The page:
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Miquelon, Dale.

Toronto, McClelland & Stewart, 1987. 345pp, cloth, $39.95, ISBN 0-7710-1533-X. (The Canadian Centenary Series, vol. 4). CIP

Reviewed by John H. Harkness

Volume 15 Number 6
1987 November

The "Canadian Centenary Series" is a comprehensive history of (he people and lands that form the nation of Canada. Nineteen volumes, complete in themselves, yet designed as a unified whole, make up the series and this volume is the eighteenth to be published.

In this latest addition, Dale Miquelon deals with the general history of New France-Acadia, Canada, and the West -through the three European history periods usually designated as "The War of the Spanish Succession" (1701-13), the "Thirty Years Peace" (1713-43), and "The War of Austrian Succession" (1744-).

The author maintains that New France was used as an instrument of French policy during these European epochs and a new style of imperialism emerged, though il "did not eclipse the older mercantilist imperialism with its economic preoccupations." This new policy aimed to use New France in the context of competition with Great Britain for European and North American domination. New France thus became "a supplement to Europe," a phrase used by a famous French geographer, Guillaume Delisle in 1702, to describe the relationship between the mother country and its colony.

The first chapters of this well-researched history deal with these political themes and Professor Miquelon manages to fit the history of economic policy into this narrative. In the second half of the book, he addresses "history of a different order." "This history has its protagonists and its important events but it is even more the history of Canadians comprehended in the mass." In these chapters we read of the seigneurial system of land tenure and its results for agriculture in New France, of the slow growth in the colony's population, of the social system in New France and how it mirrored the hierarchical arrangements in the mother country, and of other social and economic topics.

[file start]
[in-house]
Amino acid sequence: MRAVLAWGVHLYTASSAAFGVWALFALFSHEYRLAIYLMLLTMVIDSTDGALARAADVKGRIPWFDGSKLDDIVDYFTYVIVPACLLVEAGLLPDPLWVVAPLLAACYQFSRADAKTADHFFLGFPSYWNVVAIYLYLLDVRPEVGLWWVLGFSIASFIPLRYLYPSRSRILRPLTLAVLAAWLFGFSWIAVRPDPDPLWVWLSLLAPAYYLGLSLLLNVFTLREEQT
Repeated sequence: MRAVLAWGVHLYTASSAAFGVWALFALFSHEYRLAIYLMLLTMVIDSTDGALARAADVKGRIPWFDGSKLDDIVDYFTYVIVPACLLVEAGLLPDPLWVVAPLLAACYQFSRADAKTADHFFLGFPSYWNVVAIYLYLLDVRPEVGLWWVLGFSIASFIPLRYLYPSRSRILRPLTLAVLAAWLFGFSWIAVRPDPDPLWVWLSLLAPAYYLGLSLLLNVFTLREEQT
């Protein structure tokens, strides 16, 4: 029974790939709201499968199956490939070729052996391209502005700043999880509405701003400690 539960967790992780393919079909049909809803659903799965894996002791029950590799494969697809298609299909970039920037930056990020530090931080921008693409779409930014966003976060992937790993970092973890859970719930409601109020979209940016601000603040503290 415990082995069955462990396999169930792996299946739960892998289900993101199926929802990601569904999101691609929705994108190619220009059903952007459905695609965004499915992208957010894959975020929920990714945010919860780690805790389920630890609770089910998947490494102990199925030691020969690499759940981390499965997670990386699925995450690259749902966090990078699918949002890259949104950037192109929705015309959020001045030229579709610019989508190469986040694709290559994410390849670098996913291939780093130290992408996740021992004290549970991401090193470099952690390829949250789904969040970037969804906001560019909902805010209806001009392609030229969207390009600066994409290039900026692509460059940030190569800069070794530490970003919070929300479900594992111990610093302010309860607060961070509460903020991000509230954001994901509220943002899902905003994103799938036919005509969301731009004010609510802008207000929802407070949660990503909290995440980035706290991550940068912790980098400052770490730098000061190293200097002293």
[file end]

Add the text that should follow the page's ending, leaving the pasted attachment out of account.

In addition to the text, the book contains some interesting contemporary illustrations: one set of important government and religious figures and a series of water colour paintings by Henri Beau, showing the appearance and costume of typical men and women of New France. Included also are seven useful maps and sixty-five pages of bibliographical information along with detailed end-noises on each chapter.

This book is a valuable addition to the Canadian history scene which should quickly find a place in all high school and university libraries and history departments.

John H. Harkness, Emery C.I., North York, Ont.
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